Sunday 24th February, 2008

 

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If you save $10,000 this year in your pension plans, you will get a refund from Board of Inland Revenue (BIR) of $2,500. If you save $25,000, you will get a refund of $6,250. This applies to all tax payers in the 25 per cent income tax bracket.

This refund is based on a tax deduction approved in the last budget. The contribution ceiling is $25,000, so even if you save $50,000 in your pension fund, the refund is still a maximum of $6,250.

There are two ways to get the benefit of the refund. You may wait until you file tax returns for 2008. Of course you will do this exercise in April 2009. Normally, the BIR will mail a cheque to you by December 2009.

There is an opportunity cost in waiting until December 2009 for your refund.

The second method you may use to claim your tax benefit in 2008 is by getting a TD1 document approved by the BIR as early as possible.

You will need to provide evidence to the BIR that you have a registered annuity plan with an insurance company or a registered pension plan with your employer, or alternatively a bank product that is approved by BIR for the tax shelter.

You will have to prove the level of contributions to these plans. Proof of your pension contributions can be determined from the TD4 statement supplied by your employer annually.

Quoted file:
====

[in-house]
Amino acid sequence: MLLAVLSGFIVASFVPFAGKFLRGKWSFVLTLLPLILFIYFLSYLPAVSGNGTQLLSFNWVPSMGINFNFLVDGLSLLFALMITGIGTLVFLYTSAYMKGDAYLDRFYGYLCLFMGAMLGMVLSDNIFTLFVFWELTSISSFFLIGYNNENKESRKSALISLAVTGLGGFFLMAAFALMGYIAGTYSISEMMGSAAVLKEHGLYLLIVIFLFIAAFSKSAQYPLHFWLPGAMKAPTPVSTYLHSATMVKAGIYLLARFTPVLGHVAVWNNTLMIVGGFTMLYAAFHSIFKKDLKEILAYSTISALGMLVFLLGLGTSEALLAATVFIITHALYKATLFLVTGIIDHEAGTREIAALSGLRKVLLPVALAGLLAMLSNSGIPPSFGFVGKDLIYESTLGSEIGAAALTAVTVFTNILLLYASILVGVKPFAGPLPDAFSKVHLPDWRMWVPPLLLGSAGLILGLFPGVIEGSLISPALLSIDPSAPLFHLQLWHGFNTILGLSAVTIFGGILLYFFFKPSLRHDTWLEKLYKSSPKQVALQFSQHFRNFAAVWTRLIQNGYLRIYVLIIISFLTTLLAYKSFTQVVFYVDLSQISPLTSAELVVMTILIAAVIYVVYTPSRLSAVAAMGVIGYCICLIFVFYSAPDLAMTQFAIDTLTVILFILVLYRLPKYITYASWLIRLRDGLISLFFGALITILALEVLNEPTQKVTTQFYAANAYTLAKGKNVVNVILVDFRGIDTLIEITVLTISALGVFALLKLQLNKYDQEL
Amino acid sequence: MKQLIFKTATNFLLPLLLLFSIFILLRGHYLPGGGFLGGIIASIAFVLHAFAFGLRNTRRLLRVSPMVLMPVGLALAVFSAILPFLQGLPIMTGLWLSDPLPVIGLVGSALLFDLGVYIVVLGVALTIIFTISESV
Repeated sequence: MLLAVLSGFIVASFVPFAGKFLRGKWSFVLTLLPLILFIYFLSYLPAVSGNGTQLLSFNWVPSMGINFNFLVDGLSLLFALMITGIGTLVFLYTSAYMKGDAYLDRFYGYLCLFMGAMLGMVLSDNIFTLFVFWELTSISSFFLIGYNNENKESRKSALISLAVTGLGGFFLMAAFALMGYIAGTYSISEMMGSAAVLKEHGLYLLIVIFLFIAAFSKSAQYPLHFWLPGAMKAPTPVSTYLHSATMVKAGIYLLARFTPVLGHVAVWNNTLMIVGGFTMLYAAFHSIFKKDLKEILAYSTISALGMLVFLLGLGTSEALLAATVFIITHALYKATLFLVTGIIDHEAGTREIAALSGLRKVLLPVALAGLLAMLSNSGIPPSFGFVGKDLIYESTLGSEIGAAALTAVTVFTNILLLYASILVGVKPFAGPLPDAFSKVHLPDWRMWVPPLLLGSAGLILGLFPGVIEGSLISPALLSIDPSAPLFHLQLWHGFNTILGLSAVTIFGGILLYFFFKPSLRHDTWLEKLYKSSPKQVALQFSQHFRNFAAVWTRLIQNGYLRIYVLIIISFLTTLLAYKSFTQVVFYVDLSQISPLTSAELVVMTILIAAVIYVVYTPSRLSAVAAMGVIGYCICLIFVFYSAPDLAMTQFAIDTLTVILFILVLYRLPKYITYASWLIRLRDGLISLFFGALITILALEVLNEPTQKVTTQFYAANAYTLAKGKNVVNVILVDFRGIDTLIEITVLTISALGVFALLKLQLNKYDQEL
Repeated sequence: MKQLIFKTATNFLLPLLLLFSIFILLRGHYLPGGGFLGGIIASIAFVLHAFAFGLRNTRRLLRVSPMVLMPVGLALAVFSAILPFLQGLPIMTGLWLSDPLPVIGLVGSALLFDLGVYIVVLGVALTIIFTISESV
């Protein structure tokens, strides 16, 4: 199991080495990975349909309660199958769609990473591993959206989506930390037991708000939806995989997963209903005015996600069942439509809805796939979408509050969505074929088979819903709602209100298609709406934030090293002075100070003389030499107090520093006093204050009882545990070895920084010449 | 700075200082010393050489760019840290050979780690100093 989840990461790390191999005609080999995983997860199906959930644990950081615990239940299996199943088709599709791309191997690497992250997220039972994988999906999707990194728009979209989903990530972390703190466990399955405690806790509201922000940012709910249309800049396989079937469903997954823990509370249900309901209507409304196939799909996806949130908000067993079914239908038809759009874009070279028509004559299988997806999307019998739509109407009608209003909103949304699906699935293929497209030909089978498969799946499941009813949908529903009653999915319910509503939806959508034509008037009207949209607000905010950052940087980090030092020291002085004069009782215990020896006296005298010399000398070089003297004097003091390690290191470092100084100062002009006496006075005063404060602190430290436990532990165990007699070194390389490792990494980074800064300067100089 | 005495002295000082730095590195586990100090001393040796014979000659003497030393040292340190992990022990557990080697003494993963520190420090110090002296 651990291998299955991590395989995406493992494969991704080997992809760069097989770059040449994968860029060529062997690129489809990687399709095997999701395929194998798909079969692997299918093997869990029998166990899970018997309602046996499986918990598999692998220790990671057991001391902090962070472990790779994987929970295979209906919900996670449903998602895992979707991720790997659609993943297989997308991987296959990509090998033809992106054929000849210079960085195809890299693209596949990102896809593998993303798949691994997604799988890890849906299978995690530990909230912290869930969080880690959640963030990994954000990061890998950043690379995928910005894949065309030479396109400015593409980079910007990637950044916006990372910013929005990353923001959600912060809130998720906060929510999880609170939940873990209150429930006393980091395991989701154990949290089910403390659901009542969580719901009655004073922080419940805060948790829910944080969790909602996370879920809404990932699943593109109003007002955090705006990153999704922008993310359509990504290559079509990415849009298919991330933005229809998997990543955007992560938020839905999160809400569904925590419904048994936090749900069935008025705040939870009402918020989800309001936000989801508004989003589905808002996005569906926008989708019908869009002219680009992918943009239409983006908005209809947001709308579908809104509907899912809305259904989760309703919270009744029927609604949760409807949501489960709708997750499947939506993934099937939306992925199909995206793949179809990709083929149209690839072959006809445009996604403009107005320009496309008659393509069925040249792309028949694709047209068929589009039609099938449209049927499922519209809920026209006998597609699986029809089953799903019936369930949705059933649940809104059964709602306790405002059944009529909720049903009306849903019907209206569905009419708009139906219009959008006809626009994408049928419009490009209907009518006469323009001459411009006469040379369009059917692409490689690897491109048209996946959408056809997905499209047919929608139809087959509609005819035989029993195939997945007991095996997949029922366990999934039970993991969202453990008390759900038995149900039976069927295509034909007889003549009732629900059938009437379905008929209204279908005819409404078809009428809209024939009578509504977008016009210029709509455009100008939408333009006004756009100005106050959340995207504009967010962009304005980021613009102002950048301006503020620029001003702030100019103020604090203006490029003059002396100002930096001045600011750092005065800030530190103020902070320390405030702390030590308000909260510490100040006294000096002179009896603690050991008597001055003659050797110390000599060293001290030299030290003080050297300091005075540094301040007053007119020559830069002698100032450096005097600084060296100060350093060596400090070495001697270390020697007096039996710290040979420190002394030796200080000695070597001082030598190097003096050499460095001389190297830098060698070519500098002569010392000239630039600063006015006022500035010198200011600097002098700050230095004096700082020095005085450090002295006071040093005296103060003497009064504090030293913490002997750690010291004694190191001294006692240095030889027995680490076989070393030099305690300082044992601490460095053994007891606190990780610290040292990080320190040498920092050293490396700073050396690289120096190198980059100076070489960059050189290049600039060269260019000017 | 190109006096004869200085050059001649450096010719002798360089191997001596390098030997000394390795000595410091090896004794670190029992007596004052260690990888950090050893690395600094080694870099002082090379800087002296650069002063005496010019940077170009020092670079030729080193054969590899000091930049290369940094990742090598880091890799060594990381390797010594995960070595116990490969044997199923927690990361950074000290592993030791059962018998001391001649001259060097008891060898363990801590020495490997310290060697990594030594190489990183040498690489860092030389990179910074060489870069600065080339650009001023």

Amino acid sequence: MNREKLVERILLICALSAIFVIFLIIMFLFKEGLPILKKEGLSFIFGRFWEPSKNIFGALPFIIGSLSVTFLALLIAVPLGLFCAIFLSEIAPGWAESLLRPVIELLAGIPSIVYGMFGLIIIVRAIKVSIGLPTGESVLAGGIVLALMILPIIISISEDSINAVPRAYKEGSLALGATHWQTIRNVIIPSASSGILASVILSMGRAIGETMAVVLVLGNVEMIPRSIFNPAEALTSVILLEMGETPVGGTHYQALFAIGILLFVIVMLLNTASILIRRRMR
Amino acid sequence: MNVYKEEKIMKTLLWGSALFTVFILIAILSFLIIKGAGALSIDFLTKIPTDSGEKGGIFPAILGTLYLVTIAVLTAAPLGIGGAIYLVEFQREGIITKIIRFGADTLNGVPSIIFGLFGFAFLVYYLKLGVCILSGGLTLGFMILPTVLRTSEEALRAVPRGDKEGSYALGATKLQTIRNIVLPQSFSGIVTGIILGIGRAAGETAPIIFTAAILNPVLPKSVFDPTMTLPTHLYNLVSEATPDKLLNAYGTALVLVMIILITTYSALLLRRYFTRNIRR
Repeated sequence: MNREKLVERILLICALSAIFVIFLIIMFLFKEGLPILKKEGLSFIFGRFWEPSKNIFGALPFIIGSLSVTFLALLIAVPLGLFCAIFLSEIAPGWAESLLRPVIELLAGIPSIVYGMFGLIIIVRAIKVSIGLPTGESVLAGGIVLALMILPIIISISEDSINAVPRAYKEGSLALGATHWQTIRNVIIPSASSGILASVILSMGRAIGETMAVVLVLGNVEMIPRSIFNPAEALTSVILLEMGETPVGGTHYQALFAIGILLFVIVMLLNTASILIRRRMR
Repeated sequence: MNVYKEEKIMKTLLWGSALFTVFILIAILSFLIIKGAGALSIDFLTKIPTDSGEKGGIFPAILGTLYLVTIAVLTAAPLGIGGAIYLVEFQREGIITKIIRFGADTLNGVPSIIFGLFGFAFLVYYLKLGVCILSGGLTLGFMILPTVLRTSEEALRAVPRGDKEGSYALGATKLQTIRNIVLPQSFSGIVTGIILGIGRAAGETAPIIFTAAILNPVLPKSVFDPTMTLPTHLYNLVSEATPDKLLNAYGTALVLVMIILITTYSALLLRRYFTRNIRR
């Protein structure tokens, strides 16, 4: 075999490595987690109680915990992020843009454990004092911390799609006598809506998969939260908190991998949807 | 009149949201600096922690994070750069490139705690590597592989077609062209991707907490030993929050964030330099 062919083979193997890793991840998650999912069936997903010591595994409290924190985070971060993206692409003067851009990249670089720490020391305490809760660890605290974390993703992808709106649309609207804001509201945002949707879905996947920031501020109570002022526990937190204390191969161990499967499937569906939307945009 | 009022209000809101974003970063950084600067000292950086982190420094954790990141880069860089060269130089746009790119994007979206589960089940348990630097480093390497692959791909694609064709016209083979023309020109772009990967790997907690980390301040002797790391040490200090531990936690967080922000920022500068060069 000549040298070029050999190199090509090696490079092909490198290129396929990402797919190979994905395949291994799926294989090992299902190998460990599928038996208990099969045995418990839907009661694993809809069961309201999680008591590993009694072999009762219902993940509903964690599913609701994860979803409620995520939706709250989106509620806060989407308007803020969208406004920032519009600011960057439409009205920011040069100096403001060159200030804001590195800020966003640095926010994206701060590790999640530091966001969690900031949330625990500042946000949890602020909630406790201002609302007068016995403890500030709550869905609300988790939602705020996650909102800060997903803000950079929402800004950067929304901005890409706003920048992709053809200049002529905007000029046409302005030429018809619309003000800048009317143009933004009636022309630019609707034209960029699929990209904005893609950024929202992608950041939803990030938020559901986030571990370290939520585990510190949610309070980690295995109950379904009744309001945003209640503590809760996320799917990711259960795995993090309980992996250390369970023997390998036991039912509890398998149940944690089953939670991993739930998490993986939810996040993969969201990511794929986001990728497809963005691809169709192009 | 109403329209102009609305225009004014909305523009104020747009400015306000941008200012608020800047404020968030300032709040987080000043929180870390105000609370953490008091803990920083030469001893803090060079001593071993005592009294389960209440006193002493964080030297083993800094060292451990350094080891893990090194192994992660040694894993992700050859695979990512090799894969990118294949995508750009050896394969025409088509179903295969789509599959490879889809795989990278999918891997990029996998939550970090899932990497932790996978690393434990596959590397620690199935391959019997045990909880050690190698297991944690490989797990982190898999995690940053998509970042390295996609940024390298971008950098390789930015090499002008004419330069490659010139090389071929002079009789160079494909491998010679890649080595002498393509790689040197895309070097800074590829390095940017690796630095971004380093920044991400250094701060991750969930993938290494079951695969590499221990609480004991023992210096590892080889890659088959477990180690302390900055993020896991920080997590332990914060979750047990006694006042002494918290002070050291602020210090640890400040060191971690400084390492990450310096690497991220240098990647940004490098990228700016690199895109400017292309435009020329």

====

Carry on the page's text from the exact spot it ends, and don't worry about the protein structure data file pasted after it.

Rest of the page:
Proof of contributions to an insurance company can be obtained from the BIR stamped policy page, as well as a statement by the insurer of the total amount of contributions paid in last year—2007.

Last year, the maximum tax shelter claim was $12,000. If you want to get the increased benefit you will have to get an endorsement on your policy contract as soon as possible. This endorsement will show your commitment to contribute $25,000 this year.

This evidence is then submitted to the BIR when you submit your TD1 for approval.

Once the approved TD1 goes to your employer, the increased tax deduction is computed and will be applied to your next pay cheque. Thus you will pay less tax immediately, without the opportunity cost of waiting until December 2009.

Do not be confused into believing you can pay less tax monthly based on the TD1 and still get a refund in 2009. You must choose one method.

In summary, if you contribute $25,000, the real cost to you is $17,750. Don’t be confused into believing you can contribute $17,750 upfront. The refund is based upon actual contributions, and is paid after the fact!

People with employer-sponsored pension plans, now have a window of opportunity to save more for their retirement by purchasing an individual annuity plan.

Many public sector workers have government-funded pension plans to which they contribute nought. They now have a window of opportunity to save $25,000 per year for their own long-term benefit. It will only cost $17,750.

The funny thing about these tax benefits and shelters, called deductions, is they can be withdrawn in a few years.

Inland Revenue is willing to give you back $6,250, now! Otherwise you pay $6,500 in tax. The window is open! Act now!